“The Color Purple” is in full swing here in Memphis. I attended opening night (Tuesday) at the Orpheum, with the house packed and rightfully so. It is a special story. The book by Alice Walker and the subsequent movie was a game changer – and needful agitator – in about a zillion ways.
For the uninitiated (Gasp! But how? Why?), “The Color Purple” is a tale of the many forms girl power can take – silent, boisterous, passive-aggressive, aggressive, abusive, patient, calculating and sometimes tick tick boom SNAP. It is a set of women’s stories, revolving around the main character Celie, where the common denominator is pain and trauma but most importantly, survival.
As Ms. Celie says triumphantly, “I may be poor. I may be black. I may be ugly. But I’m here!” This is the ultimate declaration of survival. The young actress, Adrianna Hicks, who handled the lead role of Celie did a great job.
The book and movie are so beloved, with characters and dialogue that left an everlasting mark on our memories. Then came the highly celebrated first run (of the musical) on Broadway. Now we get to this second wave, with the touring cast. It was important for them to be solid (they were), as they had huge shoes to fill. The entire Orpheum crowd was standing at the end.
The cast maintained the integrity of all of the properties that came before them. Per my rickety memory of the first two times I caught the play on Broadway, they even kept a few of the standout songs. “Hell No” (Sophia’s expression of her personal brand of girl power – mine too), “Push the Button” (Shug’s form of girl power, harnessing and wielding her sexual energy) and the closing number “The Color Purple,” which always hits me in the feels. They even held true to the Celie-Shug storyline. I won’t spoil it if you somehow aren’t familiar.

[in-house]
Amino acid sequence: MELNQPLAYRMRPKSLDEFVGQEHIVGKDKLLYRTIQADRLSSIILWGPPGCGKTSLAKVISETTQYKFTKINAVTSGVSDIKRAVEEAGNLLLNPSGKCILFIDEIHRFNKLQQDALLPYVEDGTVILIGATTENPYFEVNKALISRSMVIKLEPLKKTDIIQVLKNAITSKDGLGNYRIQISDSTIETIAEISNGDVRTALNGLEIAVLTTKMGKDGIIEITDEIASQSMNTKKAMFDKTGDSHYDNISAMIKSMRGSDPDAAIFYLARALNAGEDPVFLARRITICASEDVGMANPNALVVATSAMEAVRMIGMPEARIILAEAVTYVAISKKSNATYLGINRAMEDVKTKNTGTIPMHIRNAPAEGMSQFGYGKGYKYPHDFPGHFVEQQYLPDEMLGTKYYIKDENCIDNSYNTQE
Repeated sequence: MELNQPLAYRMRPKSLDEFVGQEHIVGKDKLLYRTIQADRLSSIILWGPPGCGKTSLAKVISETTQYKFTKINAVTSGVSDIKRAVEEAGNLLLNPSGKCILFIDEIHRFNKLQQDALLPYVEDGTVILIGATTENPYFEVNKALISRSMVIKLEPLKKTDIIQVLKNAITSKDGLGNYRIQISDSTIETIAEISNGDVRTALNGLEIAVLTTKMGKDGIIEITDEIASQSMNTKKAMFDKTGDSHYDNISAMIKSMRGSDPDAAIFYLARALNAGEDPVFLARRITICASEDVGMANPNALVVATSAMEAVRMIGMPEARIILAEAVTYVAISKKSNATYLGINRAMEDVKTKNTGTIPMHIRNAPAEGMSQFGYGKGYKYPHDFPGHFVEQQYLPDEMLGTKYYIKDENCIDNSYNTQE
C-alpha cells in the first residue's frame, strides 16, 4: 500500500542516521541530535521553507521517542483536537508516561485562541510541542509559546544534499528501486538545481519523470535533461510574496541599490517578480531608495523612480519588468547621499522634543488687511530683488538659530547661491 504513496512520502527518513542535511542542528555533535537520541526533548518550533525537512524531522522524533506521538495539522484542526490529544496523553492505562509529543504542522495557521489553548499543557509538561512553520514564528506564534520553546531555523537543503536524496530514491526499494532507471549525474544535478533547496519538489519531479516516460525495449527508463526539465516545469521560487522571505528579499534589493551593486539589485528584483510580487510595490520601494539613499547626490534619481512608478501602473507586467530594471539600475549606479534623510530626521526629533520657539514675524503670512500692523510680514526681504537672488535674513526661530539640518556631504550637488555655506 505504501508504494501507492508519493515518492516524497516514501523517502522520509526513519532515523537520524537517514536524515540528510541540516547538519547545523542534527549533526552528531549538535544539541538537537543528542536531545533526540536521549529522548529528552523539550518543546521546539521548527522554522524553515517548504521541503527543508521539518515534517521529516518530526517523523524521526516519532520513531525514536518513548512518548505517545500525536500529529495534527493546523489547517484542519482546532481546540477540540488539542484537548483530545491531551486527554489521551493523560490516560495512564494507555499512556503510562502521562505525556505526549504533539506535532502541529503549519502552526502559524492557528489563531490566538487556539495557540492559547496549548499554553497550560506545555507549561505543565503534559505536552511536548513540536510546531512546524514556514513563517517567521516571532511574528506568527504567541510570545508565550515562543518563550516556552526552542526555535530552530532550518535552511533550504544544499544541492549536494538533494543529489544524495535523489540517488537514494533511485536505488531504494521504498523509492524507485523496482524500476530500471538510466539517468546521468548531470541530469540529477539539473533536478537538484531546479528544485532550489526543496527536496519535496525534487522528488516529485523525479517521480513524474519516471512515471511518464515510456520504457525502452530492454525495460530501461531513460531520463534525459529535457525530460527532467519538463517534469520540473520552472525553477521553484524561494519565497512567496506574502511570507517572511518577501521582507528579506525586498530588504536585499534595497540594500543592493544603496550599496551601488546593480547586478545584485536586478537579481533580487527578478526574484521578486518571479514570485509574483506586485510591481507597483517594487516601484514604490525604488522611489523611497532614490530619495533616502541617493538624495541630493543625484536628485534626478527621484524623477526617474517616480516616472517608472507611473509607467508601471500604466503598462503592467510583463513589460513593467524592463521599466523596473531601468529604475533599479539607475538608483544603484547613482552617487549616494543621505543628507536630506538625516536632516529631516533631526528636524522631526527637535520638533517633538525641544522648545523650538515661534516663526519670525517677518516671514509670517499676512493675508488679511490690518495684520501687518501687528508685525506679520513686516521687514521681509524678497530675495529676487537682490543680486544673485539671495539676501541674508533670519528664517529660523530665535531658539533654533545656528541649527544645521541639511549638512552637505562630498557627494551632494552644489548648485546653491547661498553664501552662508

A note of interest: In addition to all of the nods and references to Memphis, there is a Memphis connection as well. Because remember, Memphis was the Big City then. One of the supporting cast members, Nikisha Williams, spent some time in our fair city as the choir director at White Station High School.
During her time in Memphis, Nikisha racked up some pretty cool credits – performing in “Don Giovanni” and “Pagliacci” at Opera Memphis as well as “Hairspray” and “Memphis the Musical.” She moved from Memphis to New York City, which landed her on this tour.
In this touring version of “The Color Purple,” Nikisha is what’s called a swing. This means she has to be versatile and prepare as an understudy for seven of the nine female roles. I told her I don’t know if my brain has that much bandwidth! (Check out more of our conversation on TSDMemphis.com and TSD TV.)
Overall it was a good night of entertainment, drawing people of all stripes. Don’t expect it to look and feel like a Tyler Perry production (no shade). This is a story that has found universal appeal, transcending all sorts of color/gender lines and boundaries. And the audience reflects that. It’s only worth a mention because “The Color Purple” walks in rare air, as our stories don’t always have this kind of “post-racial” (‘sarcasm’) effect. There has been a slight shift as of late, but “The Color Purple’s” ability to capture a “wider” audience was a rarity at the time of its debut (as a movie).
I do recommend including it in your weekend plans, even if you’ve seen it before. Make it a whole extra black, unapologetically black, weekend. We know you have your outfits ready – get your “Black Panther”/ Wakanda fashions together then shake out a good frock or a good suit and get thee to the Orpheum.
“The Color Purple” runs through Feb. 18. Tickets are available online at www.orpheum-memphis.com.